Secondly, if this is not an option and agreement we can come to; Iwould like to ask the Council if they would open to discussion in regards to payment of the rental value for a period of 12 monthsafter they vacate. My reasoning behind this request is that as of January 2020 LVJB had an under spend of £0.545 million on the boards revenue budget. This under spend resulted in a transfer to reserves of £0.465 million, leaving a balance of £0.889 million to be carried into 2020/2021.

As the board is responsible for ensuring that their business is conducted in accordance with the law and proper standards, that public money is safeguarded, properly accounted for and used economically, efficiently and effectively. I feel that providing the club as a gesture of good will, to the value of £299000.00 at the end of the lease period, would be in the best interest of public spending and to ensure this public money is safeguarded for the future development of our community.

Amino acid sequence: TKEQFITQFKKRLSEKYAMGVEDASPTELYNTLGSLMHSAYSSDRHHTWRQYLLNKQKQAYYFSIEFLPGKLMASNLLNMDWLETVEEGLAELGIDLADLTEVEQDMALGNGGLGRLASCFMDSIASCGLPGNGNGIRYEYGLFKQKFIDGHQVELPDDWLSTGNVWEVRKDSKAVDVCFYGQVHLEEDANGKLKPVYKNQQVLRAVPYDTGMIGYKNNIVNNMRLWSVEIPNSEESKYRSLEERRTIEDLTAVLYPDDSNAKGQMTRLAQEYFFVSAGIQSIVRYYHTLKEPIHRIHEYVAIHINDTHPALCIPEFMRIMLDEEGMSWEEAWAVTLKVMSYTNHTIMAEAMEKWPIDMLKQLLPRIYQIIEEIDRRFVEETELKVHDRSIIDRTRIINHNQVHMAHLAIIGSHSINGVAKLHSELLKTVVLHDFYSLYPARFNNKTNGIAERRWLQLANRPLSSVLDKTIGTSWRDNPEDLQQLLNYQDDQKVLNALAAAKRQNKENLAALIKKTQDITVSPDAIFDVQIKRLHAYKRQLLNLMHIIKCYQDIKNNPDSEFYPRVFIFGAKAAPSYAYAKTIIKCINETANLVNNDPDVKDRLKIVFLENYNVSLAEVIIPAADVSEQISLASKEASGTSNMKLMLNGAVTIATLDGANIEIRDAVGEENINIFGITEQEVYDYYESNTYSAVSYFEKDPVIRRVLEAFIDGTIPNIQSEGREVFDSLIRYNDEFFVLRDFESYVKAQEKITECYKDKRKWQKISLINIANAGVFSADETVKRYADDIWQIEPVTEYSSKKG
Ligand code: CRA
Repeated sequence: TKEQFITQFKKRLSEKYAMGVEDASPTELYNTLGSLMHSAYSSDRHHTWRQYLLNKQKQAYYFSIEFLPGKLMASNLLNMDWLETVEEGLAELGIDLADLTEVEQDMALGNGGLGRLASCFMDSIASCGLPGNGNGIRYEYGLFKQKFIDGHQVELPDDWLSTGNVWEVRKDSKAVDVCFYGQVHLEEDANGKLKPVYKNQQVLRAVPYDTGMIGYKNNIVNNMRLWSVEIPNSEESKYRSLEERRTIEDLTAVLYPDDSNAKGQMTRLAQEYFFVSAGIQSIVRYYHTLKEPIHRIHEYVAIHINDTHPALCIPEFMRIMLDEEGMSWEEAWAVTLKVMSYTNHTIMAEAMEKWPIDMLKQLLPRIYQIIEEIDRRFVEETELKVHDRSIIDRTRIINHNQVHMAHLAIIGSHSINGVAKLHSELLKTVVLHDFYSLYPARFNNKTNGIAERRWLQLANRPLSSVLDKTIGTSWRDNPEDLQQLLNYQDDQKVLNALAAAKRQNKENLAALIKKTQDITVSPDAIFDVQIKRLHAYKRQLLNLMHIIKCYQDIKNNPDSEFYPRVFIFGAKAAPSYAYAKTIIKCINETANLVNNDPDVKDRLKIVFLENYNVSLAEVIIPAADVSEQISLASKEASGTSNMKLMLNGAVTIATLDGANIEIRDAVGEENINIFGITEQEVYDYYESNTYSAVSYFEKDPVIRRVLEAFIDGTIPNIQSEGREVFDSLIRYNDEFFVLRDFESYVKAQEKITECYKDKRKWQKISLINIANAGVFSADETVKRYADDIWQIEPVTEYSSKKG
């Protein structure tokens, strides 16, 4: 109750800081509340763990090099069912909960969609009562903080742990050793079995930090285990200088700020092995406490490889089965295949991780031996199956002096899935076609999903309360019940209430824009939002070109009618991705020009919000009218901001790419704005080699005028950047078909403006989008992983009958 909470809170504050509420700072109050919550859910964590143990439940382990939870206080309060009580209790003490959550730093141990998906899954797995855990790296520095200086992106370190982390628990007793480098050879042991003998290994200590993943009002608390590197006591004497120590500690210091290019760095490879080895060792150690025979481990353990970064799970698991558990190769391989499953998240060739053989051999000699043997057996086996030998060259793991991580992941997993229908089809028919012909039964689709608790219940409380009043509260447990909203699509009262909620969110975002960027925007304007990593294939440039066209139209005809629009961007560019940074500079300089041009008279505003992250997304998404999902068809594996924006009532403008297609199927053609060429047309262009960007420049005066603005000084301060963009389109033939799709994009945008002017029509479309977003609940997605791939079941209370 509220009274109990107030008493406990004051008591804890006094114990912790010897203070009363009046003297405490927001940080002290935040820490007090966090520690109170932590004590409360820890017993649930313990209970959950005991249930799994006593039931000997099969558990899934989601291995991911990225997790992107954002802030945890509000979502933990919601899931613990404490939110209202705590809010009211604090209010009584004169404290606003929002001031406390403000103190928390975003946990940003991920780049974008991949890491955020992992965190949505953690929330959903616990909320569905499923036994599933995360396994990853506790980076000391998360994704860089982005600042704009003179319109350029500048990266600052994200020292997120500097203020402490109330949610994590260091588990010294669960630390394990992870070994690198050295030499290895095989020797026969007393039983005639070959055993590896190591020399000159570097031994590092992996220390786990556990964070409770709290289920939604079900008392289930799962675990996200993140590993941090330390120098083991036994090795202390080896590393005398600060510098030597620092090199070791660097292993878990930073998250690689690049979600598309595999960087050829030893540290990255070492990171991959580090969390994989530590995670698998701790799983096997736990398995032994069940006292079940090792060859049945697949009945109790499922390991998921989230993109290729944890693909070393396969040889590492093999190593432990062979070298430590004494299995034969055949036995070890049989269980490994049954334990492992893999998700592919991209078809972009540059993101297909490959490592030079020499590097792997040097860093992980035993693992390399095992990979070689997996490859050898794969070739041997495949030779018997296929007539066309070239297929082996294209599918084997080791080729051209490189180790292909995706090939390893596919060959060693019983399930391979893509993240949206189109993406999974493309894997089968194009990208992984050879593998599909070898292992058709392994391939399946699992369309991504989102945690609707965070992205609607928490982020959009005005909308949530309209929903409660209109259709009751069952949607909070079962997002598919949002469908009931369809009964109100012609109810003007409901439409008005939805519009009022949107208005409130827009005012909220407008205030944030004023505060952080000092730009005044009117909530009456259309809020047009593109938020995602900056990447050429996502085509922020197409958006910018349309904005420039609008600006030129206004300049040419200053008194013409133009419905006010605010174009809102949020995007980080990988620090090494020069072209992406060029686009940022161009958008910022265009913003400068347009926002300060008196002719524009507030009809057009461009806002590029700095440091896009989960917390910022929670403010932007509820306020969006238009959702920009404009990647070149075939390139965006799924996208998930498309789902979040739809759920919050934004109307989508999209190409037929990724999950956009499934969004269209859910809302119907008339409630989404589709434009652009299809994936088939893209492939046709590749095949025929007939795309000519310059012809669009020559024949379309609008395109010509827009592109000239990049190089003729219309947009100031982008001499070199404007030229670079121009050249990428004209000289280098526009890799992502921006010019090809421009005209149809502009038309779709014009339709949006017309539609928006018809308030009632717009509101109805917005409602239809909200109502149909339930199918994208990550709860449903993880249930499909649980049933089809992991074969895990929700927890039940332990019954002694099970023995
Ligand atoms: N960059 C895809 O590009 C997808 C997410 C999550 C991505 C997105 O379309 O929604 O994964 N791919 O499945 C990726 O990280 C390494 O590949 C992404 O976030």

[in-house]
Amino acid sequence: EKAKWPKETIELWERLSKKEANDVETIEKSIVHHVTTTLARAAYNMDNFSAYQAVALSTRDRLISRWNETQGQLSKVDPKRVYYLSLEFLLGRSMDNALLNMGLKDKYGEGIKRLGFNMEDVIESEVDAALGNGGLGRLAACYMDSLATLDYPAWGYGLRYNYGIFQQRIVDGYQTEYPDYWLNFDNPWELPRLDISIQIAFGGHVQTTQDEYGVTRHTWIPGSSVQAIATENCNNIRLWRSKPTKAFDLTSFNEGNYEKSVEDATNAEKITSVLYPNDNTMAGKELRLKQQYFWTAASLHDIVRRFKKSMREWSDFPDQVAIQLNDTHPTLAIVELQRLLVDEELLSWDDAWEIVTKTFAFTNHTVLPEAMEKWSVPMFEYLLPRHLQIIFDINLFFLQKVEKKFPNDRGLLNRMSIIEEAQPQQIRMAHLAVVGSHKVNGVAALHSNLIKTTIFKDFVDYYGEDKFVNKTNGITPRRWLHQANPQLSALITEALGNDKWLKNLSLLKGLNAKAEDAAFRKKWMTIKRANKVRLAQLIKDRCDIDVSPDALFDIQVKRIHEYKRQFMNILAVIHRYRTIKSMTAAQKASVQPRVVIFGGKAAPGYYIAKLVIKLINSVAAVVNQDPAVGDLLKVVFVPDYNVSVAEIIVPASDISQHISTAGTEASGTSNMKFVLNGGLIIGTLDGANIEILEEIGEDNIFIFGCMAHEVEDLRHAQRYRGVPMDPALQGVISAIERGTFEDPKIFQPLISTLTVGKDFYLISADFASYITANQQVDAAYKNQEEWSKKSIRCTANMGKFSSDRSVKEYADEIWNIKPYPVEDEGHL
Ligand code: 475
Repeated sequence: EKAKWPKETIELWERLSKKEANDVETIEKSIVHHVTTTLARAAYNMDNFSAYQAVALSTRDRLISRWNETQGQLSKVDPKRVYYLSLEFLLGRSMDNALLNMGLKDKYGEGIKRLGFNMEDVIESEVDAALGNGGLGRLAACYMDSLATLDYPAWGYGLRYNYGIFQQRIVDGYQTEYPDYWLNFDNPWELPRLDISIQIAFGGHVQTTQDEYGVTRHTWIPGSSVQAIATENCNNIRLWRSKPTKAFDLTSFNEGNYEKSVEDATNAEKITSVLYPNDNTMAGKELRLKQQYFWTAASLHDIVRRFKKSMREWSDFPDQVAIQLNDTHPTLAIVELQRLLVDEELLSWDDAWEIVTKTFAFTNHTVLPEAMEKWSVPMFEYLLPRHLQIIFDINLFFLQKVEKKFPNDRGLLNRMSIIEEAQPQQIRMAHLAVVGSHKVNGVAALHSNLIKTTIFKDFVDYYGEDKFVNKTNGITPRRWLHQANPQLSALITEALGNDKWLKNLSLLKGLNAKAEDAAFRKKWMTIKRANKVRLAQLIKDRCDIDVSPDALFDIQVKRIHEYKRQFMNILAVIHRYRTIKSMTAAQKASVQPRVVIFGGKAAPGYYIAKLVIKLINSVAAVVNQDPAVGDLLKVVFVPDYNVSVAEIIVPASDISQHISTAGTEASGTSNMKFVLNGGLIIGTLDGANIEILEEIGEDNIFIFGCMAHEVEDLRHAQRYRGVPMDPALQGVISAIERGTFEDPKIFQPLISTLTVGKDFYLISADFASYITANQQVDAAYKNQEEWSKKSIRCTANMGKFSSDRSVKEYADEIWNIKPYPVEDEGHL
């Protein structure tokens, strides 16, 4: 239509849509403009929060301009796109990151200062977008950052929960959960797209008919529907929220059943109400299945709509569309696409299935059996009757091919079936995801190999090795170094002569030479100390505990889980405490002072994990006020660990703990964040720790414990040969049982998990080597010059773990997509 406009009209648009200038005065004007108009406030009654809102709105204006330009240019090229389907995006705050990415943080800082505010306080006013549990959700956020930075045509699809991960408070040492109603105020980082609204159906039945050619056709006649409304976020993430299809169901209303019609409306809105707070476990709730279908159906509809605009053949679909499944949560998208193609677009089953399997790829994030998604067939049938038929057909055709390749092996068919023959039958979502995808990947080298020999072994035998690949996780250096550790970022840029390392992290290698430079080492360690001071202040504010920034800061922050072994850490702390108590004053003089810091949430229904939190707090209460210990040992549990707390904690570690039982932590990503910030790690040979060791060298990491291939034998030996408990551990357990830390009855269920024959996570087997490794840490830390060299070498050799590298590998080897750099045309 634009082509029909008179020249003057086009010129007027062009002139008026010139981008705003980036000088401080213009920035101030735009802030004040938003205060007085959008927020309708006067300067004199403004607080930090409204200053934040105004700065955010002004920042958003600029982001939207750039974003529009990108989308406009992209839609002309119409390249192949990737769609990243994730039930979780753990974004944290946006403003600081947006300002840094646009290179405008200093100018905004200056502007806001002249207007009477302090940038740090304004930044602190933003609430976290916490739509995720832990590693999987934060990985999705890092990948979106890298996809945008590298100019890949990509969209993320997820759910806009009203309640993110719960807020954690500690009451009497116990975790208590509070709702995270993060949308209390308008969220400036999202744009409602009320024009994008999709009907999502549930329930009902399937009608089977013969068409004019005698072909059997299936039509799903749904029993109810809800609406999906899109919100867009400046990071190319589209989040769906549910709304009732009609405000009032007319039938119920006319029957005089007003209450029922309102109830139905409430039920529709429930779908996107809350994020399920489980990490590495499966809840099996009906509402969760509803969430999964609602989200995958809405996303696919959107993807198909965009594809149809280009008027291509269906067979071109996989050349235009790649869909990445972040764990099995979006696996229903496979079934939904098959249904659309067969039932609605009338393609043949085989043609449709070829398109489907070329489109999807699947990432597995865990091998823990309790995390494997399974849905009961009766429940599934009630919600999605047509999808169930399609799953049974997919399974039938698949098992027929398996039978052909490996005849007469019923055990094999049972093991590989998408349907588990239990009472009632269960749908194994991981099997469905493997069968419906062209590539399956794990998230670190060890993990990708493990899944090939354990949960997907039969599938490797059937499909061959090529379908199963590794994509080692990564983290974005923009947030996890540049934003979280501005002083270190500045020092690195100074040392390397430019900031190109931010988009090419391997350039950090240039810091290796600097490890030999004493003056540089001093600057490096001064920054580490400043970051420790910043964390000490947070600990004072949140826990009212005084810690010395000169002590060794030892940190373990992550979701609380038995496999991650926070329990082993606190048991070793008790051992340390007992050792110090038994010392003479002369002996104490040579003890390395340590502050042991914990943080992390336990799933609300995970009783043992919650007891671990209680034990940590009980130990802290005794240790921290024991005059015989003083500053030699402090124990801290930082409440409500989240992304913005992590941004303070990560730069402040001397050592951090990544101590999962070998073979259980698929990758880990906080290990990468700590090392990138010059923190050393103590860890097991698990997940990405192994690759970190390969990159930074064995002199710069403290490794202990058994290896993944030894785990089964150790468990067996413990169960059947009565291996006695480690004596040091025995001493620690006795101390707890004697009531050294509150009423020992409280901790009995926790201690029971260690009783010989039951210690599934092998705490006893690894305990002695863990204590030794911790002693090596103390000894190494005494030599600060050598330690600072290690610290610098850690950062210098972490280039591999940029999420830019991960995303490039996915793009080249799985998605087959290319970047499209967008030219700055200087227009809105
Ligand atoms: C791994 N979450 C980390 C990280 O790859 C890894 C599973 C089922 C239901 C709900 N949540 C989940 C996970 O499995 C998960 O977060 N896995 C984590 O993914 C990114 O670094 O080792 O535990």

I would like to finish this letter by offering my availability to discuss any information set out within this letter in person, over the phone or digitally at any time.

I thank you for your time and look forward to the Council’s response.

Colin McGowan
CEO Hamilton Academical FC